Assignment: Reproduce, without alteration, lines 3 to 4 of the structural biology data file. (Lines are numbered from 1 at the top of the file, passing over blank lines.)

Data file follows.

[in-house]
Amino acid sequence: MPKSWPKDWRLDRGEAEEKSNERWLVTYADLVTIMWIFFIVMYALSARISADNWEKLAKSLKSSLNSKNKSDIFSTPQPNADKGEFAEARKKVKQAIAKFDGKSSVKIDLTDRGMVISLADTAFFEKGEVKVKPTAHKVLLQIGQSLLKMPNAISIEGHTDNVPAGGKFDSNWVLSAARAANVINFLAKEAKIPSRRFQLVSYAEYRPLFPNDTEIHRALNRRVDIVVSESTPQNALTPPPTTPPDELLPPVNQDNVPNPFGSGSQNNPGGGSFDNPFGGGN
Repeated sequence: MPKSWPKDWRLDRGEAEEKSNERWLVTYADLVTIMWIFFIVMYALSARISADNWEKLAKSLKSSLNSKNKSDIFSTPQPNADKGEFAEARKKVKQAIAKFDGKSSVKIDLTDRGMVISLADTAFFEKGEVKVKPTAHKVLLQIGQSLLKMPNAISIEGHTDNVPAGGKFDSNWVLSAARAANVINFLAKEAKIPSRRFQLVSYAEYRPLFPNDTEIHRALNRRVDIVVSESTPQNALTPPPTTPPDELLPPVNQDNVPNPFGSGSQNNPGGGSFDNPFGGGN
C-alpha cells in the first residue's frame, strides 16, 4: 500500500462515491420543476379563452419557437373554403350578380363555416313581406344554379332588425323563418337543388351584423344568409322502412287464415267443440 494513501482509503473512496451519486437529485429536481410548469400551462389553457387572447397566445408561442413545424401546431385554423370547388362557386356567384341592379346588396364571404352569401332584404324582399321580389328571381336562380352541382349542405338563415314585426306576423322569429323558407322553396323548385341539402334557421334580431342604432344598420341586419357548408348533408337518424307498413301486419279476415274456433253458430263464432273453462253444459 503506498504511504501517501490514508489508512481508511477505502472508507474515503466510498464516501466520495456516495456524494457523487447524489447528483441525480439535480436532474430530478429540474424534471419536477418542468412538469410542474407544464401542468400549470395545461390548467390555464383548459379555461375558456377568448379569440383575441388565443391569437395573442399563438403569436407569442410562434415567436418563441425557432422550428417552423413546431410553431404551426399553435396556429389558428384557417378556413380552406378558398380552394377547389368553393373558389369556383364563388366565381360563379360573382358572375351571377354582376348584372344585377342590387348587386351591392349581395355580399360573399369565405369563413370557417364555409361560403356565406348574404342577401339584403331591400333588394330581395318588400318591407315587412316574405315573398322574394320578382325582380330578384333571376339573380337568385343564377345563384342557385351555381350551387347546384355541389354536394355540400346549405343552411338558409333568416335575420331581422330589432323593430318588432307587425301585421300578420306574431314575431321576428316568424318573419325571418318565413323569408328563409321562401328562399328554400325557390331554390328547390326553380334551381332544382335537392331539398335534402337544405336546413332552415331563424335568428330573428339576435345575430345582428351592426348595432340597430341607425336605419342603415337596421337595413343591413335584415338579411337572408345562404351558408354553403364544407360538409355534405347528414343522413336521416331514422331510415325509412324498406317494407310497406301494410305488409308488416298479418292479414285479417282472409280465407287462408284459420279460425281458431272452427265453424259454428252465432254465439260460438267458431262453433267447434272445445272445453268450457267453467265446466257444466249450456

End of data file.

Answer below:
Repeated sequence: MPKSWPKDWRLDRGEAEEKSNERWLVTYADLVTIMWIFFIVMYALSARISADNWEKLAKSLKSSLNSKNKSDIFSTPQPNADKGEFAEARKKVKQAIAKFDGKSSVKIDLTDRGMVISLADTAFFEKGEVKVKPTAHKVLLQIGQSLLKMPNAISIEGHTDNVPAGGKFDSNWVLSAARAANVINFLAKEAKIPSRRFQLVSYAEYRPLFPNDTEIHRALNRRVDIVVSESTPQNALTPPPTTPPDELLPPVNQDNVPNPFGSGSQNNPGGGSFDNPFGGGN
C-alpha cells in the first residue's frame, strides 16, 4: 500500500462515491420543476379563452419557437373554403350578380363555416313581406344554379332588425323563418337543388351584423344568409322502412287464415267443440 494513501482509503473512496451519486437529485429536481410548469400551462389553457387572447397566445408561442413545424401546431385554423370547388362557386356567384341592379346588396364571404352569401332584404324582399321580389328571381336562380352541382349542405338563415314585426306576423322569429323558407322553396323548385341539402334557421334580431342604432344598420341586419357548408348533408337518424307498413301486419279476415274456433253458430263464432273453462253444459 503506498504511504501517501490514508489508512481508511477505502472508507474515503466510498464516501466520495456516495456524494457523487447524489447528483441525480439535480436532474430530478429540474424534471419536477418542468412538469410542474407544464401542468400549470395545461390548467390555464383548459379555461375558456377568448379569440383575441388565443391569437395573442399563438403569436407569442410562434415567436418563441425557432422550428417552423413546431410553431404551426399553435396556429389558428384557417378556413380552406378558398380552394377547389368553393373558389369556383364563388366565381360563379360573382358572375351571377354582376348584372344585377342590387348587386351591392349581395355580399360573399369565405369563413370557417364555409361560403356565406348574404342577401339584403331591400333588394330581395318588400318591407315587412316574405315573398322574394320578382325582380330578384333571376339573380337568385343564377345563384342557385351555381350551387347546384355541389354536394355540400346549405343552411338558409333568416335575420331581422330589432323593430318588432307587425301585421300578420306574431314575431321576428316568424318573419325571418318565413323569408328563409321562401328562399328554400325557390331554390328547390326553380334551381332544382335537392331539398335534402337544405336546413332552415331563424335568428330573428339576435345575430345582428351592426348595432340597430341607425336605419342603415337596421337595413343591413335584415338579411337572408345562404351558408354553403364544407360538409355534405347528414343522413336521416331514422331510415325509412324498406317494407310497406301494410305488409308488416298479418292479414285479417282472409280465407287462408284459420279460425281458431272452427265453424259454428252465432254465439260460438267458431262453433267447434272445445272445453268450457267453467265446466257444466249450456